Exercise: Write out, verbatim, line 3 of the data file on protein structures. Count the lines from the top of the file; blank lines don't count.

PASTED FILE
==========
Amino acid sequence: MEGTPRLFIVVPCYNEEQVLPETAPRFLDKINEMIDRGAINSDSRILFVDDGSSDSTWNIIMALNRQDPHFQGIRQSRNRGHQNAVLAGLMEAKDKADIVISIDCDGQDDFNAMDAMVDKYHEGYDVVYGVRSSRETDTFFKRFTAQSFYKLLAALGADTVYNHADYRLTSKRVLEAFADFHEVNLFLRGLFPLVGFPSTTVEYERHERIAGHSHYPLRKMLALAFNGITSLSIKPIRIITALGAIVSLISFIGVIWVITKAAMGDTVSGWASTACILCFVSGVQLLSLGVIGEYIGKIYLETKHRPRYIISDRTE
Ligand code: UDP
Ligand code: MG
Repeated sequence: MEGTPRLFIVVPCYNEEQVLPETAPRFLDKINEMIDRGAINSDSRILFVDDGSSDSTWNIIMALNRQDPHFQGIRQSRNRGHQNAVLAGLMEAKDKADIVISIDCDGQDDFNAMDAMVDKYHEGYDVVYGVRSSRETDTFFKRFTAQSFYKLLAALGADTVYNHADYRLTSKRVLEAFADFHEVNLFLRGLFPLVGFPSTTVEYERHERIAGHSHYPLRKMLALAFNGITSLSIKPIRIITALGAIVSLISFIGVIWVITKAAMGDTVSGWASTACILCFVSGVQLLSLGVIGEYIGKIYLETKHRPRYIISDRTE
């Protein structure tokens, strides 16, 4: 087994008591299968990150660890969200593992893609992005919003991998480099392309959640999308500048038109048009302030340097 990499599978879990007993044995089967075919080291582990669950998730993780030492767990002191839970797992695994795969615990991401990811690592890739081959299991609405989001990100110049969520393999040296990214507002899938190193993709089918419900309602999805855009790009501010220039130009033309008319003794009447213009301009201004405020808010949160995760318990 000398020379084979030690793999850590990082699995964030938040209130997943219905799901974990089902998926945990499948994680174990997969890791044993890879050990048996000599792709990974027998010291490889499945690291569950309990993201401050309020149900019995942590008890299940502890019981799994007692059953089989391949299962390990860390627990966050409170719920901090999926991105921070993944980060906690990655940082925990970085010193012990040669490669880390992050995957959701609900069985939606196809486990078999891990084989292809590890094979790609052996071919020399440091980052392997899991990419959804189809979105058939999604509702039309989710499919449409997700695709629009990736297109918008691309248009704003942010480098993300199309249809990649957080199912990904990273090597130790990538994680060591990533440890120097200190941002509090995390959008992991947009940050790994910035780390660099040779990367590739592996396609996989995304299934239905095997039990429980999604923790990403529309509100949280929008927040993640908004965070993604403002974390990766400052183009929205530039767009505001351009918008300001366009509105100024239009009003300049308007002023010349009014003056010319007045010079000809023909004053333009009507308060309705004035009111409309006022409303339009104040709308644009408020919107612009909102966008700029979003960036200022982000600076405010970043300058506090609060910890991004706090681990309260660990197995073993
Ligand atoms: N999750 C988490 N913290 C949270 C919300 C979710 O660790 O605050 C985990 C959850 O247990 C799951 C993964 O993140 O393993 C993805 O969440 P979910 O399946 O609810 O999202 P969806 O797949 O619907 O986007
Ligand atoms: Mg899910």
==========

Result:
Ligand code: MG